lap. But the secondary hinge detaches easily, flopping the keyboard
down into a flat (and uncomfortable) orientation. To be fair, the
Go's size does allow for working under cramped conditions such as
on a train's pull-down table.
Image: Mark Hachman / IDG
Consuming as well as creating digital content, however, has its
wrinkles. For one, the Surface Go 3 hasn't yet migrated to using
Thunderbolt, which means that you'll still need to use either the
Surface Dock (or
the newer, pricier Surface
Dock 2) to connect to an external display. The Surface Go can
also connect via a USB-C dongle to an external display, to a single
1080p display or a 4K monitor running at 30 Hz.
and webcam: a decent value
The Surface Go 3's keyboard remains unchanged from the Surface
Go 2, so my opinion hasn't changed either. A small tablet means a
small keyboard, one that's tolerable (though a bit uncomfortable)
to type upon for long periods of time. The keyboard's key travel
remains at a shallow 1mm, with less key travel than some of the
other excellent keyboards within the Surface lineup. A child's
fingers may be small enough to type on the keys, but adults won't
really enjoy it.
As for the audio, the tablet features a pair of front-facing 2W
stereo speakers enhanced by Dolby Audio. It offers a satisfactory
(even good) audio experience. While Microsoft has dialed down the
blaring speaker volume from the Surface Go, it offers a solid mix
of high-end and midrange audio. I never felt the need to plug in a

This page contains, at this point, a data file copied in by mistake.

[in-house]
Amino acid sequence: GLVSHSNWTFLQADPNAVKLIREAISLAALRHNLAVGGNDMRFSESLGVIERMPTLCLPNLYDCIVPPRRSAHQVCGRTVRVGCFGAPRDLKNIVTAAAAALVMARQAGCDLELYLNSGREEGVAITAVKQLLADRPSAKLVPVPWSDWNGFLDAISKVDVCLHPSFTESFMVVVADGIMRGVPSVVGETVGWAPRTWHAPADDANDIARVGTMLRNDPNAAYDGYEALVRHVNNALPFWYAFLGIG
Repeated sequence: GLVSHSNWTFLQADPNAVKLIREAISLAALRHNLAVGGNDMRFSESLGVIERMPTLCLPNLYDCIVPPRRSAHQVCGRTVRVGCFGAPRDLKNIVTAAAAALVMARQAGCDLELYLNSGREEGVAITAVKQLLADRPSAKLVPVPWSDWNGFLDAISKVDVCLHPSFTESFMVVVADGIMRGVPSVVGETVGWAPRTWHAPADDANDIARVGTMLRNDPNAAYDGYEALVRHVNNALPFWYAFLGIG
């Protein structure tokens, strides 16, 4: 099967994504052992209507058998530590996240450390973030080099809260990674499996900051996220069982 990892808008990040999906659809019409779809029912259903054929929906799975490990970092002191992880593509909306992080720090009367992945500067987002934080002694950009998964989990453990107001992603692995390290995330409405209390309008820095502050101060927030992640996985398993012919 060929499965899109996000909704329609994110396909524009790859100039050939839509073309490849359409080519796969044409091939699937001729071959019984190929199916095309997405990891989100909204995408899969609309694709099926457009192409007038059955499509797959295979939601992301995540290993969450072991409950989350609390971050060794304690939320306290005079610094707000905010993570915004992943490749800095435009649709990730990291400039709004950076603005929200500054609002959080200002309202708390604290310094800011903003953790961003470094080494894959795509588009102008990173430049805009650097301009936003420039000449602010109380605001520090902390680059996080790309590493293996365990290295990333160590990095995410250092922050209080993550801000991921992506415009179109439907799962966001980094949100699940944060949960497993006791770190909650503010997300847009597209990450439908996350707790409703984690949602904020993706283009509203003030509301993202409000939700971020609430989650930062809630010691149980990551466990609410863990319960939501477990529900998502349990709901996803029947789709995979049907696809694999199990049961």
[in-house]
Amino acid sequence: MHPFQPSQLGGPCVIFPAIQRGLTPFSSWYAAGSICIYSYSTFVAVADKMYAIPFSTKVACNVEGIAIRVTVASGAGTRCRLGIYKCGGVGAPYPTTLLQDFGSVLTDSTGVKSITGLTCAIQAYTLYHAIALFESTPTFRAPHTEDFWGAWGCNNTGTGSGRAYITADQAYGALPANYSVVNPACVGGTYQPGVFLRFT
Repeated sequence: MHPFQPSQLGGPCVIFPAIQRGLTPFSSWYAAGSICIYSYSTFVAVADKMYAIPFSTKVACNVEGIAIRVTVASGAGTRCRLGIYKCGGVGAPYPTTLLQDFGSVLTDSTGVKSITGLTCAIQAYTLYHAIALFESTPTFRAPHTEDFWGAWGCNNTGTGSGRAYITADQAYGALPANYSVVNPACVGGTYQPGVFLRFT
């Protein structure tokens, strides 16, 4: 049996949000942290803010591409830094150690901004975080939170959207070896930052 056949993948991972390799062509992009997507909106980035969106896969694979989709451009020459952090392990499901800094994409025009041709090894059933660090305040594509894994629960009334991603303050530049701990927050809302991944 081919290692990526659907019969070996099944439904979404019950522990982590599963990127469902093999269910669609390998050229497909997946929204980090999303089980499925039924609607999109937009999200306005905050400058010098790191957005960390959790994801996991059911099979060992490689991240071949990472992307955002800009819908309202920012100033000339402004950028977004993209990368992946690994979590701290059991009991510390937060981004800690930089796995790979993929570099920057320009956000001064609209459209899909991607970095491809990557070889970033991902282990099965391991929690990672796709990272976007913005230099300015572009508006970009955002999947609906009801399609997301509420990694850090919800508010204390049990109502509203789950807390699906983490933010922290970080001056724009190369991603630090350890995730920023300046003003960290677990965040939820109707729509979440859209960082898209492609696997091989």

pair of earbuds into the headphone jack, which is one of the higher
compliments that you can give a laptop or tablet.
On the left-hand side
of the Surface Go 3 is the Surface Connect charging and I/O port, a
USB-C port, and the 3.5mm headphone jack.
Image: Mark Hachman / IDG
The front-facing 5.0Mpixel webcam continues to provide decent
color saturation and lighting, though without the new lighting and
color sensors added to the Surface Pro 8. With the easy migration
of photos between smartphones and PCs, the rear-facing camera seems
less necessary with each passing generation. But the Go's small
size makes snapping a photo less awkward than with larger tablets
and the 8Mpixel resolution is plenty sufficient for capturing
documents and well-lit scenes.
The Go also features dual far-field mics. However, the
importance of such mics has diminished as Microsoft has eased away
from an environment where users are expected to call across the
room to Windows' built-in Cortana assistant.
Still, there's certainly something to be said for a
video-friendly tablet. My youngest son uses a Windows laptop for
remote schooling and a tablet for video chatting with his friends,
and the Surface Go 3 combines the two.
Underneath the hinge
lurks a microSD slot, a carryover from Surfaces of old. Image: Mark Hachman / IDG
Inking isn't particularly impressive. I tried inking with the
Surface Slim Pen and there's noticeable line offset and significant
jitter (a wavy motion) when moving the pen at a diagonal. The Go 3
is fine for casually drawing, but nothing more.